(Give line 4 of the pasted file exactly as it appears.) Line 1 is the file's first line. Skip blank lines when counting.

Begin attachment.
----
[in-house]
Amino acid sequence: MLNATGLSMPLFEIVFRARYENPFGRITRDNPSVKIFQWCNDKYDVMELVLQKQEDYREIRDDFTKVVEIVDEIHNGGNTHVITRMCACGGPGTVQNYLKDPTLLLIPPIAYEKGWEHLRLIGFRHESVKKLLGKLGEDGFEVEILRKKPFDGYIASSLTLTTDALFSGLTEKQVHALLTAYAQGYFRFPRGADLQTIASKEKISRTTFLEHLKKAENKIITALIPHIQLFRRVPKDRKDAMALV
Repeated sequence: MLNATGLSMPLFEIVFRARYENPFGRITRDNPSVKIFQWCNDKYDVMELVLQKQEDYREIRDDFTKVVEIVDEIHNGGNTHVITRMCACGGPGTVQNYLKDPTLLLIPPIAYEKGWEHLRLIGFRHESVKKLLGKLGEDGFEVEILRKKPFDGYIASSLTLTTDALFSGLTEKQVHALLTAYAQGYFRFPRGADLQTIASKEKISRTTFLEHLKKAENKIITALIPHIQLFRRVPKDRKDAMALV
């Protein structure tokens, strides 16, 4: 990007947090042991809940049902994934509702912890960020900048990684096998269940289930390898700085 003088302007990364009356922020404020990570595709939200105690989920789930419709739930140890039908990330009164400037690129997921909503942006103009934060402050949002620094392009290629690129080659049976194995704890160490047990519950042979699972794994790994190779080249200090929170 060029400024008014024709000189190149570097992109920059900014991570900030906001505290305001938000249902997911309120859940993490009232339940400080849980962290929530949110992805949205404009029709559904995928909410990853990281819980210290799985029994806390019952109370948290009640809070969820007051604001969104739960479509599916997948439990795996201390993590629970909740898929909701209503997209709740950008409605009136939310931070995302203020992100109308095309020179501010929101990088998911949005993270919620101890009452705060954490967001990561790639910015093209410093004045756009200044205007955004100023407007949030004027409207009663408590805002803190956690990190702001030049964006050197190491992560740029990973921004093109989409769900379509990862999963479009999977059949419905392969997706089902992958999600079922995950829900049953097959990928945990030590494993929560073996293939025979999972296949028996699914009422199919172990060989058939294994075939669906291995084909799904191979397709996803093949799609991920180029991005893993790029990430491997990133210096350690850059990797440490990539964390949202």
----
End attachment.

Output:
């Protein structure tokens, strides 16, 4: 990007947090042991809940049902994934509702912890960020900048990684096998269940289930390898700085 003088302007990364009356922020404020990570595709939200105690989920789930419709739930140890039908990330009164400037690129997921909503942006103009934060402050949002620094392009290629690129080659049976194995704890160490047990519950042979699972794994790994190779080249200090929170 060029400024008014024709000189190149570097992109920059900014991570900030906001505290305001938000249902997911309120859940993490009232339940400080849980962290929530949110992805949205404009029709559904995928909410990853990281819980210290799985029994806390019952109370948290009640809070969820007051604001969104739960479509599916997948439990795996201390993590629970909740898929909701209503997209709740950008409605009136939310931070995302203020992100109308095309020179501010929101990088998911949005993270919620101890009452705060954490967001990561790639910015093209410093004045756009200044205007955004100023407007949030004027409207009663408590805002803190956690990190702001030049964006050197190491992560740029990973921004093109989409769900379509990862999963479009999977059949419905392969997706089902992958999600079922995950829900049953097959990928945990030590494993929560073996293939025979999972296949028996699914009422199919172990060989058939294994075939669906291995084909799904191979397709996803093949799609991920180029991005893993790029990430491997990133210096350690850059990797440490990539964390949202």